Repurpose: Plant-Based Dishware for Your Barbecue

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Plant-based dinnerware makes picnics more eco-friendly

A few sobering statistics for you:


  • In the US, 69% of waste is dumped into landfills while only 24% is composted.
  • 254 million tons of trash are produced every year in the US, 167 million tons of which winds up in landfills. This includes 96% of compostable food.
  • 93% of all paper is made from trees, and 25% of landfill waste consists of paper.
  • Paper waste emits methane as it rots, a greenhouse gas that’s much more powerful and toxic than carbon dioxide.

Waste Decomposition

  • Styrofoam cups can take 50 or more years to break down. Some sources claim that Styrofoam never decomposes.
  • Plastic containers take 50 to 80 years to break down while plastic bottles take 450 years.
  • Plastic-coated paper, which many disposable plates and cups are made of, takes about 5 years to decompose.

Breakdown rates vary depending on environmental conditions, but in general the materials in the disposable plates, utensils and cups that most Americans are likely to be using at their 4th of July barbecues this weekend will wind up in a landfill where they’ll sit for a long, long time.

Repurpose aims to change all that.

Repurpose Product Line

Image courtesy of Repurpose

Unlike standard cookout dinnerware, Repurpose is made from corn, a readily available resource that’s highly renewable. With no chlorine or BPA, there’s no risk of taking in unwanted chemicals as you eat. All printing is done with soy-based inks, which means that Repurpose is completely plant-based. Send it off to your local composting facility and it breaks down in 90 days. That’s all-no million-year styrofoam cups here. It’s a breath of fresh air for those of us trying to eat and live as sustainably as possible.

Repurpose has everything that you need for a great 4th of July cookout:

  • Dinner and salad plates
  • Bowls
  • Knives, forks and spoons (which they claim are unbreakable)
  • Cold cups
  • “Eco-insulated” hot cups

The folks at Repurpose gave me the opportunity to try out the dinner plates and utensils recently. I have to say that they’re some of the sturdiest disposable products I’ve ever come across.

repurpose with vegan dinner

I served up a mix of lentils, barley and sauteed veggies on one of the plates and grabbed a fork to dig in. The plate required a bit of support underneath, but it didn’t bend or threaten to dump my dinner all over the floor. The fork was strong enough not only to eat the dinner but also to pierce the carrots in my salad, which I’ve never been able to do with plastic forks and sometimes have trouble with even when using my titanium spork.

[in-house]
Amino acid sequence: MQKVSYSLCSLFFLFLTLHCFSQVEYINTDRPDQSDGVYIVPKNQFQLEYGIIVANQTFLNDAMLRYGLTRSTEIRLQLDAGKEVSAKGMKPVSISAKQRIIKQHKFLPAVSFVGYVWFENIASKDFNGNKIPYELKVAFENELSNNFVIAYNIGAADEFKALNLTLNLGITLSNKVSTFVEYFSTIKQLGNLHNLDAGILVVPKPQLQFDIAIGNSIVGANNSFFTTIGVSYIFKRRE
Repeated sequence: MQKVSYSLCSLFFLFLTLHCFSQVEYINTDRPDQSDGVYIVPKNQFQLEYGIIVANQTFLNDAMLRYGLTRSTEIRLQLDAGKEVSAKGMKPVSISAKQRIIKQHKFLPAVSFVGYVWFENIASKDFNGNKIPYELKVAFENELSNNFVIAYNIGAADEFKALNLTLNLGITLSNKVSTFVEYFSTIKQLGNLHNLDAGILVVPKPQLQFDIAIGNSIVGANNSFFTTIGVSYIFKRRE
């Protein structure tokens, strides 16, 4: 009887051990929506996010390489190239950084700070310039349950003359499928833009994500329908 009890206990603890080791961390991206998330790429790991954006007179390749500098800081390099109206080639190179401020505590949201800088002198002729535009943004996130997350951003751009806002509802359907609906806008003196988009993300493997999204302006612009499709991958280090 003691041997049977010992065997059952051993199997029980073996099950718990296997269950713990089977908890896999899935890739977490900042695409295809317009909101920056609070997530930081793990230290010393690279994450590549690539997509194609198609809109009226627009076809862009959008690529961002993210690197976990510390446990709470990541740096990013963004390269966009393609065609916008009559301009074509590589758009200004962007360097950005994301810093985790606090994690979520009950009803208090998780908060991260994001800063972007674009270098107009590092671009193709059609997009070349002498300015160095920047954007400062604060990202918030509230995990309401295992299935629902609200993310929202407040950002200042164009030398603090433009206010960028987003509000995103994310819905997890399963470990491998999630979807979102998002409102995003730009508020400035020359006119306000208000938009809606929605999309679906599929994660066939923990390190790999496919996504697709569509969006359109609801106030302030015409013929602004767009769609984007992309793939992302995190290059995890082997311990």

By the time I was done eating, the plate had gotten a little damp on the bottom due to the heat of the food. However, the solid woven texture prevented anything from leaking through, meaning that you could set this in your lap with a big, messy vegan burger on it and not wind up with ketchup and caramelized onion juice all over your pants. The fork does mark the plate up pretty easily but doesn’t pierce through it. And, as advertised on the Repurpose website, this dinnerware doesn’t have any strange taste to it like some plastic products can.

When you’re done eating, you can send Repurpose off to be composted or wash it and use it again. The plates stain a bit since they’re white and fibrous, but the actual food comes off without the plate losing its integrity. The utensils are definitely strong enough to use again multiple times, so the box of forks, knives and spoons that you get for the 4th of July will serve you well for other summer cookouts.

Repurpose Assorted Utensils

Image courtesy of Repurpose

Repurpose products are also available wholesale to give businesses such as coffee houses an alternative to disposable cups. Imagine if all the companies now using disposable dishes made from plastic or trees switched to completely plant-based alternatives that could be composted instead of dumped in landfills! The amount of resources and energy it could save is astonishing to consider.

I highly recommend Repurpose for barbecues, picnics and any time you’re feeling too lazy to do the dishes. I know my family will be using the plates, cups and utensils for our dinner tomorrow, and I hope you’ll give them a try for yourself this summer!

You can learn more about Repurpose at or follow them on Facebook, Twitter, Pinterest and Instagram.

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About The Author

Sam has been a vegan since summer of 2009 and has spent the subsequent years experimenting with all manner of vegan food. She holds a Certificate in Plant-Based Nutrition from the T. Colin Campbell Center for Nutrition Studies and is a graduate of the Bauman College Nutrition Consultant Program. She is a member of Toastmasters International and currently serves as Vice President Membership of the Capital View Toastmasters club. When she's not blogging or cooking, Sam likes to read, play silly card games and knit socks.

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